Make sure you connect with your audience in a way that's satisfying to them, and fulfills your vision of what you want to do - and VOILA, just like a great character, you can take that movie anywhere and people will respond. 

In documentary, how do we create great Characters?  By telling the complicated truth. 
So often, we assume that if we show that someone is unlikeable we'll lose our audience.  Nothing could be further from the truth. 

So often, we assume, that if we want to make an "issue" movie, we have to whitewash the reality of our subjects, only showing them as they fulfill positive expectations. 

We can see this in other works of art, but we must be brave, and have confidence in our story to do it in our own work.   

Try working through your story beats by really seeing the reality of your difficult characters, and see how fast it gets interesting. 

This includes "Abstractions" as well - we've had an earlier post on this, but more to follow. 

Thanks for visiting the Blog, I'm looking forward to your comments. 

Please know I am starting new workshops in Los Angeles in September. 

Stephanie Hubbard

Wednesday, August 12, 2009

What structure can do for you?

Save you a ton 'o money - that's what.

When you get clear about what it is you want to say, and the best structure to provide the most satisfying experience for the viewer of your very real and organic "hero" then the gifts are many.

You know what it is you want BEFORE you start looking for archives, doing lots of expert interviews or travelling around the world. OF COURSE you are always looking for the amazing spontaneous moment, or that gift of footage you had no idea about - and your structure won't get in the way of that - in fact, your structure will help you burrow your way into what is most dramatic, and help you discover what speaks to the real struggle at the heart of your film.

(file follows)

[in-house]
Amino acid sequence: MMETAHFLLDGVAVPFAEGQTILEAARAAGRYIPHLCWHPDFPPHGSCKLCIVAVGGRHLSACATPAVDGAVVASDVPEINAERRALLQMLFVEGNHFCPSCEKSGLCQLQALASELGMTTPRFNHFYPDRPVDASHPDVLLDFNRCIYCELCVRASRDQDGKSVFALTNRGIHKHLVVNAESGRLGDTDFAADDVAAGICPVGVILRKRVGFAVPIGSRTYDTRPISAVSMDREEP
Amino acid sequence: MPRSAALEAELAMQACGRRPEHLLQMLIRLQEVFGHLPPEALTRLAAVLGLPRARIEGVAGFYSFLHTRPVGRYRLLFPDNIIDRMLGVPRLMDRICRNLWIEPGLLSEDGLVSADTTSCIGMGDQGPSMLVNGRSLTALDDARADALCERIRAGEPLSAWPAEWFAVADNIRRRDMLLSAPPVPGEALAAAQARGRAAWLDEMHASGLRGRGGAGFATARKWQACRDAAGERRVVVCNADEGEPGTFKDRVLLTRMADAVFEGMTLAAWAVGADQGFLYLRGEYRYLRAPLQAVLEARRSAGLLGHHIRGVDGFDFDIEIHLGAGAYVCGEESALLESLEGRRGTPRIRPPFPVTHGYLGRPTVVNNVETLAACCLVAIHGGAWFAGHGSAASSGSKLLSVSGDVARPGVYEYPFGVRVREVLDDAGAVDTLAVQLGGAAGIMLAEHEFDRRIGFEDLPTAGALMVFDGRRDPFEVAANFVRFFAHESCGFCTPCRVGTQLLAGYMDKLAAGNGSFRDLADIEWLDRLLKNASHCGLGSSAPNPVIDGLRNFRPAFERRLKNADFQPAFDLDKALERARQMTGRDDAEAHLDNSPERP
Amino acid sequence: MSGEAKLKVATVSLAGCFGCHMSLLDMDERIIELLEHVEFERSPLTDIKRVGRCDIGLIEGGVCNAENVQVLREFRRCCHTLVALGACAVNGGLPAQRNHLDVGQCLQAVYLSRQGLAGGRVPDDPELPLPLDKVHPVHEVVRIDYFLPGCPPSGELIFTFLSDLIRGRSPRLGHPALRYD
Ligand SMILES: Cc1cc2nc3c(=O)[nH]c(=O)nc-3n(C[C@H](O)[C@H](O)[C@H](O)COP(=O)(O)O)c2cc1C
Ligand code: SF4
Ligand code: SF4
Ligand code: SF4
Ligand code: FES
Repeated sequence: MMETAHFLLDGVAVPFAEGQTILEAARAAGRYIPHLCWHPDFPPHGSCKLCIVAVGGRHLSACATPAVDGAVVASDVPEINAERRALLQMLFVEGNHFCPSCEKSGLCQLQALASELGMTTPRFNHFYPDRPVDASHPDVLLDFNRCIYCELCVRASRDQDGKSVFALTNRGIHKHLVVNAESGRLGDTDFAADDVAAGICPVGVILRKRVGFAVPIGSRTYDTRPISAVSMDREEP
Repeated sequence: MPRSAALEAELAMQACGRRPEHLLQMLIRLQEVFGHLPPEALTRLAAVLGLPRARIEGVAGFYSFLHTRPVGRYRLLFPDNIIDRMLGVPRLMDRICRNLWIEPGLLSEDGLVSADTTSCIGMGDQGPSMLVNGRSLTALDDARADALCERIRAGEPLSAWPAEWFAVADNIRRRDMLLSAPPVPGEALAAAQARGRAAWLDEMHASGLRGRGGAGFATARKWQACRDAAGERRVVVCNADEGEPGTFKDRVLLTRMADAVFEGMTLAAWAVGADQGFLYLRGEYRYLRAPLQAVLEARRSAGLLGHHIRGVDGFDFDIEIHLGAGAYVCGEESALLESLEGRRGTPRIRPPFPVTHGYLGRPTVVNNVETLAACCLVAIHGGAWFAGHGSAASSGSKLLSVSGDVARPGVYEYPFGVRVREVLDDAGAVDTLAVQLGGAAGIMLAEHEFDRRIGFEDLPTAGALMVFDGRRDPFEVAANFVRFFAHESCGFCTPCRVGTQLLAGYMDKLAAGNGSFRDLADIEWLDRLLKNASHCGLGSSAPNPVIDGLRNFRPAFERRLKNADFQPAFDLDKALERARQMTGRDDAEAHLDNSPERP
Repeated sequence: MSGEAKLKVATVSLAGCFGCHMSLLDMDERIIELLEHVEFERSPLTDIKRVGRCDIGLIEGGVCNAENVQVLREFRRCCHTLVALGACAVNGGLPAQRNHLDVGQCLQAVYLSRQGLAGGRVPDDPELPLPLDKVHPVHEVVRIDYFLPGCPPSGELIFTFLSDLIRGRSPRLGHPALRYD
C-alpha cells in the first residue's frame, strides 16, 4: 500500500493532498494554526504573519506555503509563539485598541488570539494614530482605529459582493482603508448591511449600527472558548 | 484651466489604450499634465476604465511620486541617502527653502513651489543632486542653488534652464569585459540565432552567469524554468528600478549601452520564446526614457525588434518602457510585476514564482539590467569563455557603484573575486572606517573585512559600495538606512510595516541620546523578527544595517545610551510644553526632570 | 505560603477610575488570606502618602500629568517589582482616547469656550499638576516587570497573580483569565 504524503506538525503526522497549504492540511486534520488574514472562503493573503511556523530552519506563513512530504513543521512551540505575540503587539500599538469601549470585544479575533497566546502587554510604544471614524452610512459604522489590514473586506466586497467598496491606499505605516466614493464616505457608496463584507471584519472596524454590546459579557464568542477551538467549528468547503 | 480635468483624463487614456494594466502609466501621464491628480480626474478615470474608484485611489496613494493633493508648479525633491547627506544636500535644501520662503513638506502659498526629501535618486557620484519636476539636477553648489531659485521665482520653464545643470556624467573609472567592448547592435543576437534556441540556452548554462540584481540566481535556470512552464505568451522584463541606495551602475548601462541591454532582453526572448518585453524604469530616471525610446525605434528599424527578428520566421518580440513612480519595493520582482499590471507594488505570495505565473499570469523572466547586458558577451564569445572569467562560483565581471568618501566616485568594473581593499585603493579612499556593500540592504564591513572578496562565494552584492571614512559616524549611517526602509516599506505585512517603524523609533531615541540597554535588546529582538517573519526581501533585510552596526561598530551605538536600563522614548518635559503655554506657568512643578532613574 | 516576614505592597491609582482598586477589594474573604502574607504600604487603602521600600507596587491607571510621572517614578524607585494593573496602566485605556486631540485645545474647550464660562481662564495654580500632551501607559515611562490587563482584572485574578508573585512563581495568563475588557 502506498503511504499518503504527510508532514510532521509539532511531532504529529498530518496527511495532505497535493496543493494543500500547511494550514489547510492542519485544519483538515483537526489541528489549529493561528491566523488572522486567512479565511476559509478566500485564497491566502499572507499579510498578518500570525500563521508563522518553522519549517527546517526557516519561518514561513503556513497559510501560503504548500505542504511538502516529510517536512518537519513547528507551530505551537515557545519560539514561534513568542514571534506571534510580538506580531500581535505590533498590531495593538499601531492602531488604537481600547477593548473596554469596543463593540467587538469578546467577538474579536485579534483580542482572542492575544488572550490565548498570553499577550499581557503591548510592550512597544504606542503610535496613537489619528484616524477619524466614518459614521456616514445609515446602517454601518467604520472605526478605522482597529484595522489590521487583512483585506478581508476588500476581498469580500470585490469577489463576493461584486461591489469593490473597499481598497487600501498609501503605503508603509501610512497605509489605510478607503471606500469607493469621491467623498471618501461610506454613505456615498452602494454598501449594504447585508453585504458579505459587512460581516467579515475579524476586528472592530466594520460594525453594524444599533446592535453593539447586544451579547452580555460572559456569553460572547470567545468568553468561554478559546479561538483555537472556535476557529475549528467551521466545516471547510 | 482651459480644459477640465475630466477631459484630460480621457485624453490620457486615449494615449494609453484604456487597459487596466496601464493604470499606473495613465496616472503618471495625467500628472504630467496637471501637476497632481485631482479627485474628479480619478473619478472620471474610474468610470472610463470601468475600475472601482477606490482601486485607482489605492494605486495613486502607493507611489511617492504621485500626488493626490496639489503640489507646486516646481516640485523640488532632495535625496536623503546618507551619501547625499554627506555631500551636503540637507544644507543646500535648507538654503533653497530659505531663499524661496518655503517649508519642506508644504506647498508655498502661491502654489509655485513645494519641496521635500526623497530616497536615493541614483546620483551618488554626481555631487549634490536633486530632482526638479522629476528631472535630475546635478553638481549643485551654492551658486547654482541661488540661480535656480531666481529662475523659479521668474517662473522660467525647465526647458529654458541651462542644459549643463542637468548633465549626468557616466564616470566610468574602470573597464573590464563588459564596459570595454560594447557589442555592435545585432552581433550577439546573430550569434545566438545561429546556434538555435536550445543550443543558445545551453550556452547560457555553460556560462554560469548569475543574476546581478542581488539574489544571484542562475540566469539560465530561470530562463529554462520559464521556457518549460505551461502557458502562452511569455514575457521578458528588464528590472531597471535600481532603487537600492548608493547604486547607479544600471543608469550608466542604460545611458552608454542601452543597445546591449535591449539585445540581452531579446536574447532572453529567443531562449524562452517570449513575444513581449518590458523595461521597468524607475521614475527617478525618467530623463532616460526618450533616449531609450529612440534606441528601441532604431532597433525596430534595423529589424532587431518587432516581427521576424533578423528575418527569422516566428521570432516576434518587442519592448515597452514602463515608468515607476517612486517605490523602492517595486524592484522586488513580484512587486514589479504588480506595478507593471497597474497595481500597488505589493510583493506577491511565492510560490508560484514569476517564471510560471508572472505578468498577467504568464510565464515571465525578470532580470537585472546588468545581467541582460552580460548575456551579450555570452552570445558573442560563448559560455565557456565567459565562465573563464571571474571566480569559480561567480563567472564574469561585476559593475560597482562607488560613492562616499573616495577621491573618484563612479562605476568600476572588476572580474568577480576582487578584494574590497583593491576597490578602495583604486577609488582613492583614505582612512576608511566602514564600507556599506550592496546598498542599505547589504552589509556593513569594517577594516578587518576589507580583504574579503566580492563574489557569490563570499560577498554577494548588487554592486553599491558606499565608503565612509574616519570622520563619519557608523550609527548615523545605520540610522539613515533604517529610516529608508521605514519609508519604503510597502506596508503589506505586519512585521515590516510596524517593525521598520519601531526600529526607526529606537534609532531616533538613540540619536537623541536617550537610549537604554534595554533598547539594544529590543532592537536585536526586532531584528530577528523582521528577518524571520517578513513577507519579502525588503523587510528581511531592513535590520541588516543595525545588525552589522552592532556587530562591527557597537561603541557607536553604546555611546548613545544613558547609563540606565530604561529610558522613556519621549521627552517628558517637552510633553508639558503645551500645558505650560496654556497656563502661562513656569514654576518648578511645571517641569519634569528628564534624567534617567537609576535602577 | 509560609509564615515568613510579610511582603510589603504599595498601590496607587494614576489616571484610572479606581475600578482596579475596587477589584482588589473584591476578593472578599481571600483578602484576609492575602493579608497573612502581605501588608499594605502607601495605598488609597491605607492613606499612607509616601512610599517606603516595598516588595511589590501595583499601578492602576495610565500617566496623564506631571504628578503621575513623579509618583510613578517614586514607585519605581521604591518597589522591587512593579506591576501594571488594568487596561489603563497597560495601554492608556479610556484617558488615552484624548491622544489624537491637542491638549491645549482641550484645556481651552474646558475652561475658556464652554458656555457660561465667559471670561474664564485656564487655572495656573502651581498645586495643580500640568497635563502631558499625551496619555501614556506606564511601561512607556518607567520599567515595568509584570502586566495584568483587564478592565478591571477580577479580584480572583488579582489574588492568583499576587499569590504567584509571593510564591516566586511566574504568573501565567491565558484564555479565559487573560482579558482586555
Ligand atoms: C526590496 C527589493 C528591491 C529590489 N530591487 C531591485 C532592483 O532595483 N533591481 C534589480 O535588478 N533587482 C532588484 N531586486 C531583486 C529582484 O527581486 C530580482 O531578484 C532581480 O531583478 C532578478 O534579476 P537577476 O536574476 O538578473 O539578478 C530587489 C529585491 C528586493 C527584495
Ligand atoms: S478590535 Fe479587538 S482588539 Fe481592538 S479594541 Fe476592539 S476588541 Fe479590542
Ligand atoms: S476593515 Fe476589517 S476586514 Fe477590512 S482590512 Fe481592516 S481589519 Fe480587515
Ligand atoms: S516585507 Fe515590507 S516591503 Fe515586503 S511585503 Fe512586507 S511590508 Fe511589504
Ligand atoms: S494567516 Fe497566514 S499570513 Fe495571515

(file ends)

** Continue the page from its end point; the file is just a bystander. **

By working your way through the structure before hand, you are free to know what to shoot and where, and how to be open to what is coming your way.

Students in class this week really immersed themselves in the process of finding out the main beats of their story. It's terrifically exciting to see them make such fast progress, and to see them really start to get how their structure is helping them.

Some are using what they've discovered to write grants, or as the basis for their fund raising trailer, and others will be starting their film with a clear eyed idea of what they need and how it will work.

All this is super helpful in the long run as documentaries can sometimes take a very long time to make - and often require a sort of stop/start relationship as we work out our funding, and work at our own jobs etc.

I will be starting an online version of this course in the first week after labor day, and starting another actual class in Los Angeles. I would like your feedback as to preferred class times - so please email me at to let me know your thoughts on attending etc.

The class is usually $349 per month - but for people emailing me from my blog, the price will be $300.

This includes 4 class meetings a month, with the option to meet privately if you would otherwise miss a session, unlimited email correspondence, phone calls, and a take home assignments each week to empower you to make quick progress on your project.

If you compare the price of $300 for one month's full access to your project on the part of an award winning writer and editor, to the price of a week of editing - you'll see that spending slightly less than a day of editing now, will save you on shooting days, archival days and may even help you get more funding due to your new found clarity on your production.

Okay - yesterday we practiced pitching. Here is what you need for your elevator pitch:

A quick description of WHAT happens, complete with terrific antagonist.
The Point of View of Your FILM
The STYLE of the film.

Practice with friends!

I look forward to your emails! Thanks so much! Stephanie.

Friday, August 7, 2009

Today in the Documentary Insider Workshop